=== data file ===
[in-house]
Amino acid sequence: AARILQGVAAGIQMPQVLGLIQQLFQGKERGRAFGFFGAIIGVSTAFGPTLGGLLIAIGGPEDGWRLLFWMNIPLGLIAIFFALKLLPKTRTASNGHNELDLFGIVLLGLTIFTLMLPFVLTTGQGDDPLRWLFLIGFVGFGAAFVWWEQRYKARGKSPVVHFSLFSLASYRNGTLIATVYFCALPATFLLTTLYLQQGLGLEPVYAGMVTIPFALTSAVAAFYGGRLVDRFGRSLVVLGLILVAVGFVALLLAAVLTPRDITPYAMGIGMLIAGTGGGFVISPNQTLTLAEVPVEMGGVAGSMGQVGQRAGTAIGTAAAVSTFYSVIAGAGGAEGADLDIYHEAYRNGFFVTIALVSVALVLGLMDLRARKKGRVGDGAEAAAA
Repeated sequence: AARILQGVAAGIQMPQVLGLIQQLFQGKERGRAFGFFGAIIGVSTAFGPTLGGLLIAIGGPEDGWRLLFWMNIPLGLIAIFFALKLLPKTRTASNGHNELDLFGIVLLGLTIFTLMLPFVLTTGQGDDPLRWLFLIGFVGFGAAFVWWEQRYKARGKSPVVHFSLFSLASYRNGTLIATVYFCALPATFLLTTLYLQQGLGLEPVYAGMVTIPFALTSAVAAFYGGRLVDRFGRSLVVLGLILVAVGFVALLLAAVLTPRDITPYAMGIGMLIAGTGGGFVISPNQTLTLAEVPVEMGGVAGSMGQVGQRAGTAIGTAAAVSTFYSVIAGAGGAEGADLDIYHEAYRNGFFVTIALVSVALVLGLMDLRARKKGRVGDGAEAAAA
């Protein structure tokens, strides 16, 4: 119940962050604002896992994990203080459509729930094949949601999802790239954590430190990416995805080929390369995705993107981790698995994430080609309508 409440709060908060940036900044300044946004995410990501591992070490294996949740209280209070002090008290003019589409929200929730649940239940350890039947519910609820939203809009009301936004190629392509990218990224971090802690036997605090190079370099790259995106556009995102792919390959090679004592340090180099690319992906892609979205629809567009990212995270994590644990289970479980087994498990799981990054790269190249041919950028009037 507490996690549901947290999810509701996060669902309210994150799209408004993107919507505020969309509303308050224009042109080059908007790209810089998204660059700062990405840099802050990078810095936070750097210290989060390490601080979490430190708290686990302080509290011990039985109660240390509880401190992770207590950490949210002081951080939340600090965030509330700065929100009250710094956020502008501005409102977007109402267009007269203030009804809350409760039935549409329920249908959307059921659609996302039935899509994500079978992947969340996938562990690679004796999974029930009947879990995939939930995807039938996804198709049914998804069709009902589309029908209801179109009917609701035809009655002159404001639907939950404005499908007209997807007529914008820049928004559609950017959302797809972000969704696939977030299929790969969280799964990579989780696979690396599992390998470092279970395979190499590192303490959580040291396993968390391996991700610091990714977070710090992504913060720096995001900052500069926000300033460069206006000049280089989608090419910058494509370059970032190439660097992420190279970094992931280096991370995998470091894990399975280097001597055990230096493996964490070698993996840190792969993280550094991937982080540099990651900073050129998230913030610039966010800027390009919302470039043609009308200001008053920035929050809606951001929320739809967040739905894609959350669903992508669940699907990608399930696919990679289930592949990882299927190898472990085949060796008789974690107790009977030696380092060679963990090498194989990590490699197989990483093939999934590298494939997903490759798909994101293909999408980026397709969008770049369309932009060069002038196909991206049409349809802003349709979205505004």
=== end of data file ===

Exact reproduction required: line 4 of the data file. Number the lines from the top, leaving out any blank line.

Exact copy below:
């Protein structure tokens, strides 16, 4: 119940962050604002896992994990203080459509729930094949949601999802790239954590430190990416995805080929390369995705993107981790698995994430080609309508 409440709060908060940036900044300044946004995410990501591992070490294996949740209280209070002090008290003019589409929200929730649940239940350890039947519910609820939203809009009301936004190629392509990218990224971090802690036997605090190079370099790259995106556009995102792919390959090679004592340090180099690319992906892609979205629809567009990212995270994590644990289970479980087994498990799981990054790269190249041919950028009037 507490996690549901947290999810509701996060669902309210994150799209408004993107919507505020969309509303308050224009042109080059908007790209810089998204660059700062990405840099802050990078810095936070750097210290989060390490601080979490430190708290686990302080509290011990039985109660240390509880401190992770207590950490949210002081951080939340600090965030509330700065929100009250710094956020502008501005409102977007109402267009007269203030009804809350409760039935549409329920249908959307059921659609996302039935899509994500079978992947969340996938562990690679004796999974029930009947879990995939939930995807039938996804198709049914998804069709009902589309029908209801179109009917609701035809009655002159404001639907939950404005499908007209997807007529914008820049928004559609950017959302797809972000969704696939977030299929790969969280799964990579989780696979690396599992390998470092279970395979190499590192303490959580040291396993968390391996991700610091990714977070710090992504913060720096995001900052500069926000300033460069206006000049280089989608090419910058494509370059970032190439660097992420190279970094992931280096991370995998470091894990399975280097001597055990230096493996964490070698993996840190792969993280550094991937982080540099990651900073050129998230913030610039966010800027390009919302470039043609009308200001008053920035929050809606951001929320739809967040739905894609959350669903992508669940699907990608399930696919990679289930592949990882299927190898472990085949060796008789974690107790009977030696380092060679963990090498194989990590490699197989990483093939999934590298494939997903490759798909994101293909999408980026397709969008770049369309932009060069002038196909991206049409349809802003349709979205505004």